This paper first presents the methodology of the research and the conceptual framework. This is followed by a literature review on MKIS and its role in service quality. The results and a discussion of the quantitative survey of 42 industries are presented, followed by the conclusion.



A quantitative survey with a semi-pre-coded standardised questionnaire was used to collect data for the research. For the purposes of this study, 150 enterprises with a fairly similar scale of economy [39] were randomly selected from a list obtained from the Addis Ababa Chamber of Commerce (AACC). The questionnaires were filled in by employees with at least one year's experience in the field of marketing information systems, information systems, or marketing management. The items in the questionnaire were measured using a 5-point scale ranging from 'strongly disagree' (1) to 'strongly agree' (5). The population was categorised into three groups that were assumed to be homogeneous: production (64 industries); service (76 industries); and other sectors (10 industries). After conducting a pre-questionnaire test on five industries, the questionnaire was distributed to 65 enterprises that were proportionally selected from the three groups above. Of these 65 enterprises, 42 industries (19 enterprises from production, 20 from service, and 3 from other sectors) filled in and returned the questionnaire with a respondent rate of 64.6%. The sample size (42 industries) accounts for 28% of the total population of 150. The quantitative data was purified and analysed using SPSS version 19. SPSS and AMOS18 were used to analyse the confirmatory factor analysis, reliability test, descriptive statistics, Pearson correlation, and path analysis.



3.1 MKIS and service quality

The use of computers, and thus the development and awareness of mechanisation, is closely related to the introduction of computers in Ethiopia by foreign suppliers in the 1960s [34]. In 1961 the Ethiopian Air Line (EAL) was the first to introduce a modern management information system to simplify work and process data. After EAL, the Ethiopian Electric Light and Power Authority (EELPA) was a major user of IT to support its service from 1964. They mainly used IT in their accounting and inventory systems of payroll and billing; their data processing department considered this a major achievement. In 1981 the Ethiopian Science and Technology Commission [9] conducted a survey of 63 libraries and information centres to assess information services in the country. Apart from the documentation centres of international and government organisations and the Development Project Study Consultancy Agency (DPSCA), no other institutions - public or private - were found to have automated their services. During the earliest phase of the introduction of ICT in Ethiopia, its growth remained static or sluggish compared with the development of ICT in developed countries [13]. Thus most Ethiopian industries continued to process information manually.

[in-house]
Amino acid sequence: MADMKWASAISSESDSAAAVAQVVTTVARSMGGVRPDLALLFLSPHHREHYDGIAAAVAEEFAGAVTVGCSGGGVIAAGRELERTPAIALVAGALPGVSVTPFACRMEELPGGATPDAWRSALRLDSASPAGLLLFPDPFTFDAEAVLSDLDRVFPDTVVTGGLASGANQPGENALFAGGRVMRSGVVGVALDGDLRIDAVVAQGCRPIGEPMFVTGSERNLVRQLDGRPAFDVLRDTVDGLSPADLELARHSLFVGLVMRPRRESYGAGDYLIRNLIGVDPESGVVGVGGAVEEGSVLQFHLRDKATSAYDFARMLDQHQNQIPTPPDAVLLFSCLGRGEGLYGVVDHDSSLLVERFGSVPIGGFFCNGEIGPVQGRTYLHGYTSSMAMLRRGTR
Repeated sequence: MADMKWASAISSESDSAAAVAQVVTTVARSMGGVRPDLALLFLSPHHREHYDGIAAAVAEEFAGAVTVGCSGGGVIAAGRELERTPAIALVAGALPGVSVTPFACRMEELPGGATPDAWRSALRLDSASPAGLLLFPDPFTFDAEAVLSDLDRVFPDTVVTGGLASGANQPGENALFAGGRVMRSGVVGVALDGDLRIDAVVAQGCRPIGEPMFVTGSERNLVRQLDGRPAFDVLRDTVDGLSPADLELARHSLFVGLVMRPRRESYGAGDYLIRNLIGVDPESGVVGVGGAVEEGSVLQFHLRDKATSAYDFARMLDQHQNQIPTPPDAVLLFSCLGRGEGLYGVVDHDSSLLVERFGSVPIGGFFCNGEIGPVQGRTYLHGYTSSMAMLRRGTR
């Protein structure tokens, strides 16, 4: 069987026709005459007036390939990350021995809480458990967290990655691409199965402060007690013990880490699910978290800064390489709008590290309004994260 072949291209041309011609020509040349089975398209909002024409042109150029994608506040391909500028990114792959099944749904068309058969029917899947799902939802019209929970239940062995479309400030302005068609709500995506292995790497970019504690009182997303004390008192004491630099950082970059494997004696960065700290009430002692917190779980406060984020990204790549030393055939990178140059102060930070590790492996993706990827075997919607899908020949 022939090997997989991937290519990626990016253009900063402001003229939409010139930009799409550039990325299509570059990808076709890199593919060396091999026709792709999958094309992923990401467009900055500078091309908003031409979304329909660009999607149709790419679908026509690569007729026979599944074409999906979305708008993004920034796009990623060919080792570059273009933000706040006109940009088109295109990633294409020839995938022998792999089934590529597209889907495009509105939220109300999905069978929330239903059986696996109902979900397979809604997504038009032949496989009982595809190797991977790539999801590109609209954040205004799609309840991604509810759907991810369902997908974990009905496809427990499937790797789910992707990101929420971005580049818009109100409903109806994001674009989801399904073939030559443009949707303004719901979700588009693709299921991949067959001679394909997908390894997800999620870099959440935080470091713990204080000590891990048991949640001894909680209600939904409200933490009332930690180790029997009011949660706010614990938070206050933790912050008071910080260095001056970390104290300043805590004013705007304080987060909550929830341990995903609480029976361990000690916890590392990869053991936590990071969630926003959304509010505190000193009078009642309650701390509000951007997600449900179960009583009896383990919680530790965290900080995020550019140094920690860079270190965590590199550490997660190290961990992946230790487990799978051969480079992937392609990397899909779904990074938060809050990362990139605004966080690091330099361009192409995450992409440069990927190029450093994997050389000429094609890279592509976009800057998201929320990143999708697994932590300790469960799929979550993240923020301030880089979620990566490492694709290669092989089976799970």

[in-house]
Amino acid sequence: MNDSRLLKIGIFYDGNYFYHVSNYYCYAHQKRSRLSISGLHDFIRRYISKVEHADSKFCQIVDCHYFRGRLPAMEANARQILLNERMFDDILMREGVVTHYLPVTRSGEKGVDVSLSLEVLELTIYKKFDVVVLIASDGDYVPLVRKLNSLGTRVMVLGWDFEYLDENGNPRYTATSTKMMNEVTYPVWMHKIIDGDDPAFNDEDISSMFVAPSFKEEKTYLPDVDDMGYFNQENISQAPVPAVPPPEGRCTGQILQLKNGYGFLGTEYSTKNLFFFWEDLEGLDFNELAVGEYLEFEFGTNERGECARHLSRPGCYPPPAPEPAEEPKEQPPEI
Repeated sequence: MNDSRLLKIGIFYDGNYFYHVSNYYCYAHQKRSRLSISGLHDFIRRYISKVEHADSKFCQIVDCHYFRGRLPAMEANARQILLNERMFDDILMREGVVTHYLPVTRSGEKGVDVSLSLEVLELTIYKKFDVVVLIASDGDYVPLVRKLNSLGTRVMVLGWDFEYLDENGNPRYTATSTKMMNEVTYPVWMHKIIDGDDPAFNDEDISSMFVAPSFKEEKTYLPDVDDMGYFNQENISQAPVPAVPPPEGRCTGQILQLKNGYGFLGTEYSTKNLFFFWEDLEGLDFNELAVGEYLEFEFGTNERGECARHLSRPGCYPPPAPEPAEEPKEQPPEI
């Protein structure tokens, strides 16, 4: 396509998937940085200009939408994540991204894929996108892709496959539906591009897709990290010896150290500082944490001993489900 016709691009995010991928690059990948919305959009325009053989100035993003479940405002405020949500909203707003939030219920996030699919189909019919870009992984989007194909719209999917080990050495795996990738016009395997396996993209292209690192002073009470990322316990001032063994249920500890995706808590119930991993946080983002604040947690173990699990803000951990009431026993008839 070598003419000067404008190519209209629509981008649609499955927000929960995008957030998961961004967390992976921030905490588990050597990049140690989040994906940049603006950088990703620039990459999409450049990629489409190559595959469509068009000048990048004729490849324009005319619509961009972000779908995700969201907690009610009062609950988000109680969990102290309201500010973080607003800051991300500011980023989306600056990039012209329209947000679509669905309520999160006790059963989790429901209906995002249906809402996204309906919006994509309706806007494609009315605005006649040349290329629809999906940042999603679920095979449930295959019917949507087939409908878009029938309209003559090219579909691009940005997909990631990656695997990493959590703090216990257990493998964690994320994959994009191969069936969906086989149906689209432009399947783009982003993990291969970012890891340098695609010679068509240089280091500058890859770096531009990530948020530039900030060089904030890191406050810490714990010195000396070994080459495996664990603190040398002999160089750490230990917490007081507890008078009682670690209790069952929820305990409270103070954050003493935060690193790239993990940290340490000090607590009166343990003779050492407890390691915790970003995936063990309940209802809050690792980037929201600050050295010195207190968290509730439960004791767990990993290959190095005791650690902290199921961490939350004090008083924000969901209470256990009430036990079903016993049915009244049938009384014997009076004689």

This manual system of information-gathering, analysing, processing, and disseminating made businesses dysfunctional and handicapped their operations. The need for, and application of, information systems is an inevitable fact; it is the 'nerve centre' of today's enterprises. The high speed of global change in IT - and in competitive strategy - has caused a dramatic change in the application of IT [24]. Globalisation is often seen as an impersonal and inevitable force, with markets driven into 'going global' by a dramatic increase in the adoption of ICT [5, 14, 38]. Soon after the management information system (MIS) concept was formed in the mid-1960s, marketing applied it to its own information needs, creating a formal system called the MKIS [10, 21, 22, 38]. MKIS is a computerised system designed to provide an organised flow of information that enables and supports the marketing activities of an organisation [31, 23].

Nowadays, due to unprecedented global competition, organisations are required to gather, analyse, process, and disseminate large amounts of data for timely and effective decision- making. Computerised systems enable proper storage and analysis, and the processing and dissemination of accurate, reliable, and timely information [16, 20]. Furthermore, it creates an environment that allows a business to communicate with the outside world (its customers) and to provide quality service. As Albert et al. [3] and Niza et al. [26] argue that service quality has been found to be an important input (among others) for customer satisfaction. They are, therefore, the beginning and end of the information-processing cycle. Some of the activities included in business functions are sales and marketing, sales forecasting, order entry, cost accounting, and customer billing [6], as shown in Figure 1. MKIS thus enables the integration of marketing activities and customer service [31, 16, 23]. The survival of a business is highly dependent on the advantageous opportunities offered by modern IS and IT [16] through its MKIS. In this regard, it becomes one of the basic tools for business functions to provide quality service.